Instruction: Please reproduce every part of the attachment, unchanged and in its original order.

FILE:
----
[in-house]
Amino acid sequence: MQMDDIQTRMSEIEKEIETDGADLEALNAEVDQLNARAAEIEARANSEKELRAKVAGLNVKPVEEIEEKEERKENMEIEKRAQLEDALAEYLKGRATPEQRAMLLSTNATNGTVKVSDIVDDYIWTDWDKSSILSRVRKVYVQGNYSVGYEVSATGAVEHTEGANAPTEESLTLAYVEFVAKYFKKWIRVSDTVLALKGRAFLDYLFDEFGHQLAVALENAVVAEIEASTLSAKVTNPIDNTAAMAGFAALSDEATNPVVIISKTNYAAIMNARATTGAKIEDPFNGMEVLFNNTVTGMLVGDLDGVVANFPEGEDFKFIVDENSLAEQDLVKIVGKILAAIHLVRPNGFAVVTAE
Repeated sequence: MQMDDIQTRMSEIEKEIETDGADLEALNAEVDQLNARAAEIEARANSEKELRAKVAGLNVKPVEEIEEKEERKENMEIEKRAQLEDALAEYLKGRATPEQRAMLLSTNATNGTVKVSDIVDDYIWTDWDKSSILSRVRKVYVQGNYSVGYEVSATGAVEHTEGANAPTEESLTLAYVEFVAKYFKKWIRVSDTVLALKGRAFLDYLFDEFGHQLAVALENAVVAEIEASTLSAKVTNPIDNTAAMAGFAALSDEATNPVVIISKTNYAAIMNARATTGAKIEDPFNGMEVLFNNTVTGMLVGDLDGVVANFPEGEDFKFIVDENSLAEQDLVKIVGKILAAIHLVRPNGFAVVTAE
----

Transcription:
[in-house]
Amino acid sequence: MQMDDIQTRMSEIEKEIETDGADLEALNAEVDQLNARAAEIEARANSEKELRAKVAGLNVKPVEEIEEKEERKENMEIEKRAQLEDALAEYLKGRATPEQRAMLLSTNATNGTVKVSDIVDDYIWTDWDKSSILSRVRKVYVQGNYSVGYEVSATGAVEHTEGANAPTEESLTLAYVEFVAKYFKKWIRVSDTVLALKGRAFLDYLFDEFGHQLAVALENAVVAEIEASTLSAKVTNPIDNTAAMAGFAALSDEATNPVVIISKTNYAAIMNARATTGAKIEDPFNGMEVLFNNTVTGMLVGDLDGVVANFPEGEDFKFIVDENSLAEQDLVKIVGKILAAIHLVRPNGFAVVTAE
Repeated sequence: MQMDDIQTRMSEIEKEIETDGADLEALNAEVDQLNARAAEIEARANSEKELRAKVAGLNVKPVEEIEEKEERKENMEIEKRAQLEDALAEYLKGRATPEQRAMLLSTNATNGTVKVSDIVDDYIWTDWDKSSILSRVRKVYVQGNYSVGYEVSATGAVEHTEGANAPTEESLTLAYVEFVAKYFKKWIRVSDTVLALKGRAFLDYLFDEFGHQLAVALENAVVAEIEASTLSAKVTNPIDNTAAMAGFAALSDEATNPVVIISKTNYAAIMNARATTGAKIEDPFNGMEVLFNNTVTGMLVGDLDGVVANFPEGEDFKFIVDENSLAEQDLVKIVGKILAAIHLVRPNGFAVVTAE